Understanding Exercise-Induced Asthma (West Region)

5/25/2022

This article contains information specific to beneficiaries living in the West RegionAlaska, Arizona, California, Colorado, Hawaii, Idaho, Iowa (excludes Rock Island arsenal area), Kansas, Minnesota, Missouri (except St. Louis area), Montana, Nebraska, Nevada, New Mexico, North Dakota, Oregon, South Dakota, Texas (southwestern corner including El Paso), Utah, Washington and Wyoming.. Check the map to find your region.

Exercise-induced asthma, also called exercise-induced bronchoconstriction (EIB), causes airways to narrow. This makes it harder to breathe. While it isn’t the root cause of asthma, exercise is one of several factors that can trigger breathing difficulties for those diagnosed with asthma.

According to the Mayo Clinic, EIB is more likely to occur in:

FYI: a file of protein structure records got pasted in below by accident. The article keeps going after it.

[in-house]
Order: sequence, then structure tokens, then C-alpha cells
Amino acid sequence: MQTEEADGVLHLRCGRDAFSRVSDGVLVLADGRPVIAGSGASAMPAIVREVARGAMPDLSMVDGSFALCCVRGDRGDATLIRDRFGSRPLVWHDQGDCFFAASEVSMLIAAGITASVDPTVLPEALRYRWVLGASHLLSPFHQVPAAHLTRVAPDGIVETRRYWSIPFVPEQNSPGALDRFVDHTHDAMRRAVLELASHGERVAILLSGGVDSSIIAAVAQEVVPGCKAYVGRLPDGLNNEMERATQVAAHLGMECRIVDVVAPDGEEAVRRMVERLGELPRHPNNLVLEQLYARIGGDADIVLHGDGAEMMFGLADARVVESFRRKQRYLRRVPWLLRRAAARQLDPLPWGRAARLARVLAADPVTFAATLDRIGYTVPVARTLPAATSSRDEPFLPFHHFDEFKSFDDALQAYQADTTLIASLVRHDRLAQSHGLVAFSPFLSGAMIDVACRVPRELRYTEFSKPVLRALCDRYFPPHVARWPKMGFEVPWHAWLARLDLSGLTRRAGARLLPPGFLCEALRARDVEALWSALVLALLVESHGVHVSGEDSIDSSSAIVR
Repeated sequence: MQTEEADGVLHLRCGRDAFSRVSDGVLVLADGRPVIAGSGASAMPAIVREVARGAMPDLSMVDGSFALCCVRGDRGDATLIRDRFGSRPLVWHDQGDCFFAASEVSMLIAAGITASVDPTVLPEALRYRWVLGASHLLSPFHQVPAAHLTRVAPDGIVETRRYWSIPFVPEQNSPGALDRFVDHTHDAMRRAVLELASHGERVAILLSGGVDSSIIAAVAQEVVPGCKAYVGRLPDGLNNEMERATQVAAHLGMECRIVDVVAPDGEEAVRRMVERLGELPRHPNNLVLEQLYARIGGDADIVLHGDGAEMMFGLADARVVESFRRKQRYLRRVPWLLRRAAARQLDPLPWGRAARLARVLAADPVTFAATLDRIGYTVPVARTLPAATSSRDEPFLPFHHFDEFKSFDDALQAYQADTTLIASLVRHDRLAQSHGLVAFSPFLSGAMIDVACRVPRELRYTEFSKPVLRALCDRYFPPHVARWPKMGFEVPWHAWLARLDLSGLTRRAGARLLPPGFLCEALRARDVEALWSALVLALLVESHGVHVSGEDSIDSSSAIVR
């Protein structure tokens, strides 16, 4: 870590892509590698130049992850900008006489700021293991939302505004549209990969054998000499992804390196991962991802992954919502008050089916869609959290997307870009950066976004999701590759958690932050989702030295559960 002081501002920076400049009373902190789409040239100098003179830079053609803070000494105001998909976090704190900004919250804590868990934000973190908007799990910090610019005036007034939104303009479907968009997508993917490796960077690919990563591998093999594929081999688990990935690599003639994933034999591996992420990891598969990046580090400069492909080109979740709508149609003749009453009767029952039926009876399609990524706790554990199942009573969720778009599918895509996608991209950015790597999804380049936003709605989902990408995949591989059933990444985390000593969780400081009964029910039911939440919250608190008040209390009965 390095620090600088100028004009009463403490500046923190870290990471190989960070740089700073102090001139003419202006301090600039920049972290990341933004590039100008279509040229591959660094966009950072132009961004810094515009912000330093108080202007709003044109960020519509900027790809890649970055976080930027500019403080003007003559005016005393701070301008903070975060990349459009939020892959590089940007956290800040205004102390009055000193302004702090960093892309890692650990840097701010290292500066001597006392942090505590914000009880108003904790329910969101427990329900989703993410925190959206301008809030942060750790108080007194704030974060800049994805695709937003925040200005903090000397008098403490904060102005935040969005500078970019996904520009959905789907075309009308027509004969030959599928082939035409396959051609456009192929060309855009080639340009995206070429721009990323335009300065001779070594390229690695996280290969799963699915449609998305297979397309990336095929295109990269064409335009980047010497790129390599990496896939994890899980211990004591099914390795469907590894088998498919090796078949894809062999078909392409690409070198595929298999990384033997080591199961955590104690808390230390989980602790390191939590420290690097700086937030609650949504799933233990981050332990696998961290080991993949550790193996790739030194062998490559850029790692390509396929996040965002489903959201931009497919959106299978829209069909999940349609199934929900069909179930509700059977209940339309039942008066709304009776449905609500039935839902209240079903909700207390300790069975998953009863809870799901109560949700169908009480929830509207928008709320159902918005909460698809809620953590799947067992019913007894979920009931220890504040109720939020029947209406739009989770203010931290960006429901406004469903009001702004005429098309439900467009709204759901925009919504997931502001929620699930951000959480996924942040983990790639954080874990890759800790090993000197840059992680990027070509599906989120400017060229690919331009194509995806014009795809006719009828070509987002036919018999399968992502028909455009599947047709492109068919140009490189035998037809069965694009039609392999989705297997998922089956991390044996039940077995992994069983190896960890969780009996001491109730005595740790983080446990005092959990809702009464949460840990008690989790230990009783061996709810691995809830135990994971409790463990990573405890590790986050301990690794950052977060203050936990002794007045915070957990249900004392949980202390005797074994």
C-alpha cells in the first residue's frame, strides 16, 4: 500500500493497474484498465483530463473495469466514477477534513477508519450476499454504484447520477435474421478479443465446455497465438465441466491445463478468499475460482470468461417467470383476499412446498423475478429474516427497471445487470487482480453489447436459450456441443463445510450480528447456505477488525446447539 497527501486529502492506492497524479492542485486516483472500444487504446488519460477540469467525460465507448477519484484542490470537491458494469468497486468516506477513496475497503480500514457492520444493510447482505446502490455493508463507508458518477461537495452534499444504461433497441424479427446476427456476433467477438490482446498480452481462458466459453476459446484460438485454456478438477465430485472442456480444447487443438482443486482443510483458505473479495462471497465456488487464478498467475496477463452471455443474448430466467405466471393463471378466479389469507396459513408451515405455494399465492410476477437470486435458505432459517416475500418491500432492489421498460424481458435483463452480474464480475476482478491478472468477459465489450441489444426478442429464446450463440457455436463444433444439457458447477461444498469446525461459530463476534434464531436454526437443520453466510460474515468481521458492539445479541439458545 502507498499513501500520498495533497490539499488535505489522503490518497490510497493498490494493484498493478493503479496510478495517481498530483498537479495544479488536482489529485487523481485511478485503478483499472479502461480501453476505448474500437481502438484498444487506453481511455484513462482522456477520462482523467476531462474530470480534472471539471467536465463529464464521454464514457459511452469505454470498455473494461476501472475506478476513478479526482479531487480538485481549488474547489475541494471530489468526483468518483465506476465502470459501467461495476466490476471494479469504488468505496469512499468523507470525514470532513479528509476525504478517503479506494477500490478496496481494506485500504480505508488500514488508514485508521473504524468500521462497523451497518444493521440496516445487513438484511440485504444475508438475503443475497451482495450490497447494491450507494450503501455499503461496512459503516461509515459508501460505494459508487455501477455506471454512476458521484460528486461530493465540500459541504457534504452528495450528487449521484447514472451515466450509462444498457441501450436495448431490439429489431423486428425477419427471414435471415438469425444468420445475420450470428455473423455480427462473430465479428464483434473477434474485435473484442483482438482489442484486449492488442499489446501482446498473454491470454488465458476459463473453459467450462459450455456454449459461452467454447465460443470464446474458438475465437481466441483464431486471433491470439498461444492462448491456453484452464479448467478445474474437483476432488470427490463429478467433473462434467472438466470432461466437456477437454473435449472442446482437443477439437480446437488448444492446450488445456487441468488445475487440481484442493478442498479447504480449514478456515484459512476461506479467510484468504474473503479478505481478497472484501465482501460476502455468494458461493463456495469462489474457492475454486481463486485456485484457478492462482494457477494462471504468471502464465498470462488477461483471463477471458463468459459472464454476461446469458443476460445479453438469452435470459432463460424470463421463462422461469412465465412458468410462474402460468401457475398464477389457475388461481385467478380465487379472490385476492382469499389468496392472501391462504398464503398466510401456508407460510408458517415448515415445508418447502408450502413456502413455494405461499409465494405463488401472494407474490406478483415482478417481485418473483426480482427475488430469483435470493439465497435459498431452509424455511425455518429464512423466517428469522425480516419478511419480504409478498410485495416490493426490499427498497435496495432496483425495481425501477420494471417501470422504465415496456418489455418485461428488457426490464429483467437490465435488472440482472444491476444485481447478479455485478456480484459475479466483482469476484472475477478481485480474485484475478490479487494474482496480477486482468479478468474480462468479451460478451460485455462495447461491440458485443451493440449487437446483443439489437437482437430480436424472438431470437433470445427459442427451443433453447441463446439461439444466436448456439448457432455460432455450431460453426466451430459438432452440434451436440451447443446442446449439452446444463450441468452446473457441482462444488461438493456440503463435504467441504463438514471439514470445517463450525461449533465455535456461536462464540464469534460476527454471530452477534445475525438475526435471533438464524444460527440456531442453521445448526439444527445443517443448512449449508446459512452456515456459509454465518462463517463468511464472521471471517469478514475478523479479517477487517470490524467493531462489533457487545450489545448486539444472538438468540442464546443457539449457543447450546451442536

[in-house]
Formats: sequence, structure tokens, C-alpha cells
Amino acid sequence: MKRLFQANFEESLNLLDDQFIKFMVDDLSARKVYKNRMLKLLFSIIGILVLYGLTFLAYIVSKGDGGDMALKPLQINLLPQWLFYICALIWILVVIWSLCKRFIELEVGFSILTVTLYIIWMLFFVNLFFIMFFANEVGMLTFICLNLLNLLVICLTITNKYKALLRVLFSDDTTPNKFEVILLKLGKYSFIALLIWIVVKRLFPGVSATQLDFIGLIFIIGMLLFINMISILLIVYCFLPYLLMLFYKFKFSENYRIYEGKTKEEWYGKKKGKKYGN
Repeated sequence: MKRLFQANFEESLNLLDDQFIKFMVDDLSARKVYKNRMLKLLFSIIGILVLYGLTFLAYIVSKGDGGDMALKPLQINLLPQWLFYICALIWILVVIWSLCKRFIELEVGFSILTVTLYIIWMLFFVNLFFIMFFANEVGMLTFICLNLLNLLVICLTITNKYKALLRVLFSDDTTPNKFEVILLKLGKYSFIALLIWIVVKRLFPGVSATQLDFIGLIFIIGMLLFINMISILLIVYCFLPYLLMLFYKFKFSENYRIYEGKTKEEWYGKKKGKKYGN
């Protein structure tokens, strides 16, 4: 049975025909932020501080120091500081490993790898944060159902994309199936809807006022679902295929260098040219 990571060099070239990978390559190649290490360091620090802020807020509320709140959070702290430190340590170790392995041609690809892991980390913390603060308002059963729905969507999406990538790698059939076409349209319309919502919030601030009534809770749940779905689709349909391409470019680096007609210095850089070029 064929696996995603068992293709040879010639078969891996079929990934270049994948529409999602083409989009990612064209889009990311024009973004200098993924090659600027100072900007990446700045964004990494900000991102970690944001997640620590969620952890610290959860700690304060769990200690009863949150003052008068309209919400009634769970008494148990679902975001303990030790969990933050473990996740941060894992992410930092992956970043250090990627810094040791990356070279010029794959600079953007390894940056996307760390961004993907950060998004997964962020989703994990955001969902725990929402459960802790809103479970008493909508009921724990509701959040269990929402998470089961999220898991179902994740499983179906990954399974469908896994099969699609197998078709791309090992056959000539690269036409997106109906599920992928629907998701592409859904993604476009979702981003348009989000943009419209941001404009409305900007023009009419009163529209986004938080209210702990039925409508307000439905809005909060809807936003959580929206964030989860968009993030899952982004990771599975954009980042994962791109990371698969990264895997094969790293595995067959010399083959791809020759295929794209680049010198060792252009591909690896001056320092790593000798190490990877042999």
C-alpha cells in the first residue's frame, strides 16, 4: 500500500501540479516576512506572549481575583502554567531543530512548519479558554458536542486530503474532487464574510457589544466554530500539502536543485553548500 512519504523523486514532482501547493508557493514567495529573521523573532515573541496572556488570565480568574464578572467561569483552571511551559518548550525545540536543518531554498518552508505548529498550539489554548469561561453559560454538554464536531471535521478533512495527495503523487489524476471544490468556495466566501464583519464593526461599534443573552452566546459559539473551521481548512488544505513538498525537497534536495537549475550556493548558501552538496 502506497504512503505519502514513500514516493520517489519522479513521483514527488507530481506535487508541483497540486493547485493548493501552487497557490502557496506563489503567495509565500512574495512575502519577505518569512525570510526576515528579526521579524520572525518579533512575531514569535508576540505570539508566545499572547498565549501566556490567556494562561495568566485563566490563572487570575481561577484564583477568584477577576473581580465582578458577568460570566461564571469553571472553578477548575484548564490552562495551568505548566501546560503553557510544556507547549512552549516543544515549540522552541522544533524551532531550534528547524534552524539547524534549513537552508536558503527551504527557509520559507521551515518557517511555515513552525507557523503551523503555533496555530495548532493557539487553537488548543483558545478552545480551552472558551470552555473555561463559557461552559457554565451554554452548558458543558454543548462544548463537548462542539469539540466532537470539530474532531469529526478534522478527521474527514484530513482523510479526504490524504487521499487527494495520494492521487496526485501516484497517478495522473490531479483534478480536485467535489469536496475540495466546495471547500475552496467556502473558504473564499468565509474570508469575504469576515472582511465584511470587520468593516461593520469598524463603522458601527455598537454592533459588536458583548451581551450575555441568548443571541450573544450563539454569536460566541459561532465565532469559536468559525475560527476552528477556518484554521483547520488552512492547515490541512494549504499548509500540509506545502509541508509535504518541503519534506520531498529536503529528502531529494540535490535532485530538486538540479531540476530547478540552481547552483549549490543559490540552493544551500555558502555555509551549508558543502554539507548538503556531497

• People with asthma. About 90% of people with asthma have EIB.
  • Elite athletes. Although anyone can have EIB, it’s more common in high-level athletes.

Some common triggers include:

  • Cold air
  • Dry air
  • Air pollution
  • Chlorine in swimming pools
  • Chemicals from ice cleaning equipment
  • Activities with extended periods of deep breathing, such as long-distance running or swimming

Signs and symptoms usually begin during or soon after exercise and can last for 60 minutes or longer if untreated. Look out for:

  • Coughing
  • Wheezing
  • Shortness of breath
  • Chest tightness or pain
  • Fatigue during exercise
  • Decreased athletic performance
  • Avoidance of activity (mostly among young children)

Because EIB has similar signs and symptoms of asthma, it’s important to get a diagnosis from your doctor. You’ll likely be given a spirometry test and other tests to get a diagnosis.

Resources for asthma, exercise, and EIB:

Last Updated 11/22/2022